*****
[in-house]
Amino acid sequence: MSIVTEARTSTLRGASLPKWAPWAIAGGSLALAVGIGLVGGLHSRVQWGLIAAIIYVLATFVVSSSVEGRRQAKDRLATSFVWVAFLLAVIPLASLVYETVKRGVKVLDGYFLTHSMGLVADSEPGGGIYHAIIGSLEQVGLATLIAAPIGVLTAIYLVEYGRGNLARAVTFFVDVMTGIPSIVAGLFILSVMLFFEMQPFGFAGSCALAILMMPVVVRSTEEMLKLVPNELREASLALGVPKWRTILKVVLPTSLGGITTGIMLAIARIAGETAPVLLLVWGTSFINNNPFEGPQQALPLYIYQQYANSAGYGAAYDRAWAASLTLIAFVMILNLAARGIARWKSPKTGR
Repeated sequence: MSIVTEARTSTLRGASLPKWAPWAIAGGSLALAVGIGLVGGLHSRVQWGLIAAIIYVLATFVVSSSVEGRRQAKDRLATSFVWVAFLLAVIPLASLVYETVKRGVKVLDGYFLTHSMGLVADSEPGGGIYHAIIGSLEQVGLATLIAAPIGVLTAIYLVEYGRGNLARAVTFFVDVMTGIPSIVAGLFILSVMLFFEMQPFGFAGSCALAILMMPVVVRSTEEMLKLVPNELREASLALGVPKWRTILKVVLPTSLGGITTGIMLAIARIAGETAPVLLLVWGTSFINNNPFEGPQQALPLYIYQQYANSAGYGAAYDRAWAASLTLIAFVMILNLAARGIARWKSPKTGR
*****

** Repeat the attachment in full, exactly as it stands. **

[in-house]
Amino acid sequence: MSIVTEARTSTLRGASLPKWAPWAIAGGSLALAVGIGLVGGLHSRVQWGLIAAIIYVLATFVVSSSVEGRRQAKDRLATSFVWVAFLLAVIPLASLVYETVKRGVKVLDGYFLTHSMGLVADSEPGGGIYHAIIGSLEQVGLATLIAAPIGVLTAIYLVEYGRGNLARAVTFFVDVMTGIPSIVAGLFILSVMLFFEMQPFGFAGSCALAILMMPVVVRSTEEMLKLVPNELREASLALGVPKWRTILKVVLPTSLGGITTGIMLAIARIAGETAPVLLLVWGTSFINNNPFEGPQQALPLYIYQQYANSAGYGAAYDRAWAASLTLIAFVMILNLAARGIARWKSPKTGR
Repeated sequence: MSIVTEARTSTLRGASLPKWAPWAIAGGSLALAVGIGLVGGLHSRVQWGLIAAIIYVLATFVVSSSVEGRRQAKDRLATSFVWVAFLLAVIPLASLVYETVKRGVKVLDGYFLTHSMGLVADSEPGGGIYHAIIGSLEQVGLATLIAAPIGVLTAIYLVEYGRGNLARAVTFFVDVMTGIPSIVAGLFILSVMLFFEMQPFGFAGSCALAILMMPVVVRSTEEMLKLVPNELREASLALGVPKWRTILKVVLPTSLGGITTGIMLAIARIAGETAPVLLLVWGTSFINNNPFEGPQQALPLYIYQQYANSAGYGAAYDRAWAASLTLIAFVMILNLAARGIARWKSPKTGR